New UN Plus groups in South Africa and Lesotho
16 September 2009
UN Plus, the advocacy group of United Nations staff members living with HIV, is launching three country groups in Southern Africa – Pretoria, Johannesburg and Lesotho - after an increase in membership of UN Plus in the region. UN Plus members are undertaking a road trip across southern Africa where they will later launch the ‘Friends of UN Plus’ initiative in Swaziland and Mozambique.
UN Plus was established in March 2005 and has full support from the UN Secretary–General Mr Ban Ki-Moon who has met with the group on several occasions. UN Plus brings together HIV positive staff working in the UN system from across regions and agencies. Its membership in the southern African region has doubled in the last year; this region now accounts for 42% of its 158 members. The road trip, which began on 14 September and culminates in Johannesburg on 25 September, celebrates this achievement. It includes visits to South Africa, Swaziland, Lesotho and Mozambique.
There is a strong need to provide hope and mobilise support to UN staff who are living with HIV and not open about their status.
Lawrence Makeleni, UN Plus member from South Africa.
Participating in the road trip are UN Plus Coordinator Bhatupe Mhango and UN Plus co-founder Manuel da Quinta. They are accompanied by Dan Maina, the UN Cares Regional Coordinator for Eastern and Southern Africa; Simphiwe Mabhele of the UN SA Wellness programme (International Labour Organizatin) and Lawrence Makeleni, a UN Plus member from South Africa.
Although membership has increased, UN Plus has observed that many UN staff are not open about their HIV status due to high stigma levels, among other factors, associated with HIV. The group, therefore, plans to launch a ‘Friends of UN Plus’ initiative in Swaziland and Mozambique this month as a forum through which the needs of UN staff members living with HIV and those caring for HIV-positive friends and family can be articulated and addressed.
Lawrence Makeleni welcomed the initiative, saying, “There is a strong need to provide hope and mobilise support to UN staff who are living with HIV and not open about their status. Being the only staff living openly with HIV [in South Africa] I believe that advocacy and working together in an efficient and organised way will provide others the ability to be more open about HIV.”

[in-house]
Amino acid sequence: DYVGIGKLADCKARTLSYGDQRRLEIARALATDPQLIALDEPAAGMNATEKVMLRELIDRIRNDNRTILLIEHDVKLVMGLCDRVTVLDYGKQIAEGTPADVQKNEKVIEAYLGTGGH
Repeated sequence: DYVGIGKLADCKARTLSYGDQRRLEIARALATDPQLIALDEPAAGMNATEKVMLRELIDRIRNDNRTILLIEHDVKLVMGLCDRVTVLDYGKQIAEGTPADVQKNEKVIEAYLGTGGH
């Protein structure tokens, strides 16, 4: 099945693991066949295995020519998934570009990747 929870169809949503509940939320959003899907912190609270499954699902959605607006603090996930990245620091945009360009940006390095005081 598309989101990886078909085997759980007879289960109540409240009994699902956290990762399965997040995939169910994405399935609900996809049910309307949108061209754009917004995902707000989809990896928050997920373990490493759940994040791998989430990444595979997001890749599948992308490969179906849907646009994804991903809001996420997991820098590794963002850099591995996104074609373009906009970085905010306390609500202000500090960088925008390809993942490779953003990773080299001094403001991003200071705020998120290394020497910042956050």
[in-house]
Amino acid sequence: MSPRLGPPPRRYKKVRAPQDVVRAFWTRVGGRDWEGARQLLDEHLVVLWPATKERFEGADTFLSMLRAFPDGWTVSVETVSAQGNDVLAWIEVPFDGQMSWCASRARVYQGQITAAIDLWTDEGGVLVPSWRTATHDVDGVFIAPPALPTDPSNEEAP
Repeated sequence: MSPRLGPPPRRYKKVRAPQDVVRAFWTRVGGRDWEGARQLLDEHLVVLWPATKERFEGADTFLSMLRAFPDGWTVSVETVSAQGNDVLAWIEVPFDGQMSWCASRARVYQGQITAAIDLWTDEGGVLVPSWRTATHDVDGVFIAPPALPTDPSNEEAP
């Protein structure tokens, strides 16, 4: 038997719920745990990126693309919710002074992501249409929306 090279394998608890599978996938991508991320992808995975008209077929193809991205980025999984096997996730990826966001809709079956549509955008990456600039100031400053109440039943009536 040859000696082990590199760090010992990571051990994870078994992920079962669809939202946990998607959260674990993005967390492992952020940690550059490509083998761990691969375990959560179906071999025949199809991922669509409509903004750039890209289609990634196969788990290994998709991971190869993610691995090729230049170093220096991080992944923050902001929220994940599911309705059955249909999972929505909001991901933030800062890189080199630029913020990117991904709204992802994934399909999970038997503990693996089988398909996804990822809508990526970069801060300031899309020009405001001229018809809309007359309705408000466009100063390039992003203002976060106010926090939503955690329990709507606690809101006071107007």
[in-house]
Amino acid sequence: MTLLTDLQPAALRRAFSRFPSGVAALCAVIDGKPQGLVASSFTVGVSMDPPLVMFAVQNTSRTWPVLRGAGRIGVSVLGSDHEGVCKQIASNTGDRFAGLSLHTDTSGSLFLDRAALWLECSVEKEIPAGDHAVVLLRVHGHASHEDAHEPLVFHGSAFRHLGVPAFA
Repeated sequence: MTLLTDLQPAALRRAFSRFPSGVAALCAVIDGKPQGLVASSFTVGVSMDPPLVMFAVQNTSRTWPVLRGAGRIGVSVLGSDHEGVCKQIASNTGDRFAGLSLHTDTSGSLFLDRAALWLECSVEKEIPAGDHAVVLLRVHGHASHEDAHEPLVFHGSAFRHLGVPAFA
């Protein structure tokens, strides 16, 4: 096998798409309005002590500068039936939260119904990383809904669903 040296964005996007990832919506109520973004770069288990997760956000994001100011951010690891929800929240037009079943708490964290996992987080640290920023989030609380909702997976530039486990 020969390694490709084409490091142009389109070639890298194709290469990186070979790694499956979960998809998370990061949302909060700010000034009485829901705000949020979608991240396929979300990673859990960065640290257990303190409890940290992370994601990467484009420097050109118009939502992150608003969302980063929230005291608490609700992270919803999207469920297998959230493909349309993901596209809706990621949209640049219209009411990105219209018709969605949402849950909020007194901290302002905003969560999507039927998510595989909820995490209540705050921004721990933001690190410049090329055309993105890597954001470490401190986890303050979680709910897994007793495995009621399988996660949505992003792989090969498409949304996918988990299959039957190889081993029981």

The South Africa and Lesotho chapters of UN Plus follow similar launches in Malawi and Kenya. In 2007, its members had agreed to start UN Plus groups at country level if at least two or more members were active and at least one had openly disclosed their HIV status, although UN Plus does not force its members to declare their status outside the group. In accordance with this principle, there are at least three active members of UN Plus in South Africa and Lesotho.
With this launch, UN Plus aims to initiate dialogue on the rights of people living with HIV and highlight the work of the UN in providing such a platform. It also expects to get a more formal recognition of its activities and membership and ensure that UN staff members in the region are more sensitised and committed to providing an enabling environment with zero tolerance for stigma and discrimination against people living with HIV. UN Plus currently represents 28 agencies and 41 countries. The group offers an opportunity for members to share their experiences of positive living and survival skills, treatment, care and support, stigma and discrimination and other issues regarding HIV. It also monitors how well their specific work environments respond to the UN Personnel Policy on HIV and AIDS.
There are an estimated 5.7 million people living with HIV in South Africa. In Lesotho that number is close to 270,000, or 23.2% of its population.
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